The union of technology and trucking is like an arranged marriage where the two parties must learn to love each other over years of interaction. Last week FreightWaves, in cooperation with CarrierLists, shared with you the results of their survey data indicating small carriers (<30 trucks) are more inclined to receive their loads from a direct interaction with shippers in comparison to mid-size carriers (30-600 trucks). The Load Origination Index (LOI) is still showing this to be the case with 68% of the volume being a direct shipper-carrier interaction, 20% is broker-carrier, and 13% of the loads come off load boards and almost none being reported come from the use of digital apps.
The digital app is a non-factor in the freight market at this point, representing just .02% of the total volume handled by survey respondents. App users across the globe number in the billions, according to a report done by the Business of Apps, which referenced the popular (or infamous depending on your perspective) Facebook app active user base. According to the same site’s report, the purchased app market revenue has grown from $7.1B to almost $29B in the last 10 years. The question is: why is this relationship taking so long to mature?
Before you look at the digital broker app from a functional standpoint, you need to understand a little history of freight brokers in general. Freight brokers found a niche in the industry over 10 years ago by exploiting a glaring weakness in most trucking companies. Technology and customer service in trucking were not being developed at a sufficient pace to meet the needs of the rest of the supply chain. The freight brokers were able to put all their energy into developing transportation management systems (TMS) and combining them with the flexibility of the human element. 3PLs, with their low overhead, were able to leapfrog trucking companies technologically as they had no infrastructure to maintain, or more accurately, overcome.
The large carriers could not compete with the brokers' technological resources. They had large IT departments that spent most of their time maintaining outdated systems. There was no real motivation to develop another system as the cost to them would be too great and internal politics of large organizations are a natural enemy to progress. Simply put, the juice was not worth the squeeze.
The small carrier does not have the size to support developing a TMS. Managing 5-10 trucks is easily done with basic software and computer systems. The mid-size carrier is starting to have enough reason to develop a TMS, but most of their energy ends up being spent on managing internal structures and processes. In many trucking companies there is a large communication gap between the IT and operational departments. Inevitably, cost reduction becomes a priority as managing larger fleet sizes becomes more challenging.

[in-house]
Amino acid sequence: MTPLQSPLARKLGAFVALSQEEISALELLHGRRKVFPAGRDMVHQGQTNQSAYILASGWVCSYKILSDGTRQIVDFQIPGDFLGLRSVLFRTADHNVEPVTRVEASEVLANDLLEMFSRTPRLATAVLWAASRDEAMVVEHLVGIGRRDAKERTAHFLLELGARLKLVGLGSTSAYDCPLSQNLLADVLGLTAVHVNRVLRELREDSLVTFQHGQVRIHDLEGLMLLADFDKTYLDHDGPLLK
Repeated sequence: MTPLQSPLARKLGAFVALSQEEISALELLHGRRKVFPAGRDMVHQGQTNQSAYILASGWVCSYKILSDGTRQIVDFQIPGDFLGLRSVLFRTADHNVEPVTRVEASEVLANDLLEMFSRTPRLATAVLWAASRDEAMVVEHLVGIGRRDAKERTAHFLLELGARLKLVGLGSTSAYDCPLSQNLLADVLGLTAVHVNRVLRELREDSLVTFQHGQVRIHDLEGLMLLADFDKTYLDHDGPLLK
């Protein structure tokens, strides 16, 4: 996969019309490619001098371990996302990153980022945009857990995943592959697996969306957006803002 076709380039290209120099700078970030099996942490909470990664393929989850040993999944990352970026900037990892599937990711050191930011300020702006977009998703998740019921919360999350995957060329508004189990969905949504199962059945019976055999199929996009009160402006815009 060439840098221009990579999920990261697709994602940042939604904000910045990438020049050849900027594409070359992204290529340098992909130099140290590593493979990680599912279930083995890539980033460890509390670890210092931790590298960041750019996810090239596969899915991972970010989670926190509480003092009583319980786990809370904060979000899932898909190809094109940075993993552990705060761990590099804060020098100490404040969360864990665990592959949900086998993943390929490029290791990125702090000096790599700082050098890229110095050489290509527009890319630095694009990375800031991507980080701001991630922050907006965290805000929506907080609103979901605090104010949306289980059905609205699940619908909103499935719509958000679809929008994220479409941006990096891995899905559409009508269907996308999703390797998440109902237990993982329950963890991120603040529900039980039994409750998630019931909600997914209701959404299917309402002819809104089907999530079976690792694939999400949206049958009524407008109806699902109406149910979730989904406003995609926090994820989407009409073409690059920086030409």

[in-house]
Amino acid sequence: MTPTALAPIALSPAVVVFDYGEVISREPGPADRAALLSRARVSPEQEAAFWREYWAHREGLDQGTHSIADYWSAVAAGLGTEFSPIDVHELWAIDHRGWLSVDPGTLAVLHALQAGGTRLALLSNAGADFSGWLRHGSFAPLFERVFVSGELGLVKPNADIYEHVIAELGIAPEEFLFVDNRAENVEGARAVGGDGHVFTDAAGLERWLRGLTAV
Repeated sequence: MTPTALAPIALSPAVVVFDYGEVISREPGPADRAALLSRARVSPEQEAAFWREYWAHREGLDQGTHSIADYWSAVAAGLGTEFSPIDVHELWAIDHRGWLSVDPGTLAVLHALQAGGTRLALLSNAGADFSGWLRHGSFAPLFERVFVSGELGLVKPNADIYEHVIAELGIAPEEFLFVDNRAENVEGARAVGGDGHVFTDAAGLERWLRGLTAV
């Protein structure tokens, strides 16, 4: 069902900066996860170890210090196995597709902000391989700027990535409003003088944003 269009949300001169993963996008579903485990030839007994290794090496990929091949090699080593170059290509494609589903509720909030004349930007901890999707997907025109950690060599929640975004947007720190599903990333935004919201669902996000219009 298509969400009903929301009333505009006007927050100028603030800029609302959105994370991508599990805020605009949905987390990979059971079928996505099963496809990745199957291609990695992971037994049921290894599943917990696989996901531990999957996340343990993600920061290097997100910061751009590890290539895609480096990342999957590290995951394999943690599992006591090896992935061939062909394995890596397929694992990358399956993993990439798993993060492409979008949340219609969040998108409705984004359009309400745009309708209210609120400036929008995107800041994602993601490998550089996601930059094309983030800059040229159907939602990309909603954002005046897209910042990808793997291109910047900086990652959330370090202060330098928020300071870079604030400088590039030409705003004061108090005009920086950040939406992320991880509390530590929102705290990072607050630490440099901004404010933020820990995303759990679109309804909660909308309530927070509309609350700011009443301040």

For all these reasons, the freight broker could only be developed in an environment that was not tied down by internal processes and assets. They can focus strictly on linking the service to the customer, a need that was being largely ignored by asset-based carriers.
The digital app seems to be the obvious next step in freight brokerage. There's one major problem: most digital apps are currently attempting to solve a problem that has already been solved. Apps, and technology in general, are about convenience and simplicity. A digital app that has the same information, but on a mobile device, is not that much more convenient or simple than the desktop version. The app needs to offer more.
The shippers have access to posting on load boards from their desk. The carriers have access to the same load boards at their desk. Very few have a need to book loads from a mobile device. If they do, most of your brokerage houses, such as Echo Global Logistics, already have some type of app or mobile friendly site available for booking or tracking their freight. They also have the established relationships and trust.
For digital apps to take the relationship with trucking to the next level they need to achieve what the TMS did in the middle to late 2000s. They need to make someone’s life in the supply chain simpler. As of now, the traditional freight broker has automated the booking process, but they also solve multiple other needs. They handle the carrier management, they provide updates, they manage the flow of money, and they monitor all the minor details that come with getting a load from point A to point B in a timely manner.
For the digital app to get real traction, it will need to offer something more than simple freight matching and tracking with short term discounts. With all the moving parts involved in any single freight movement there is a lot of opportunity.
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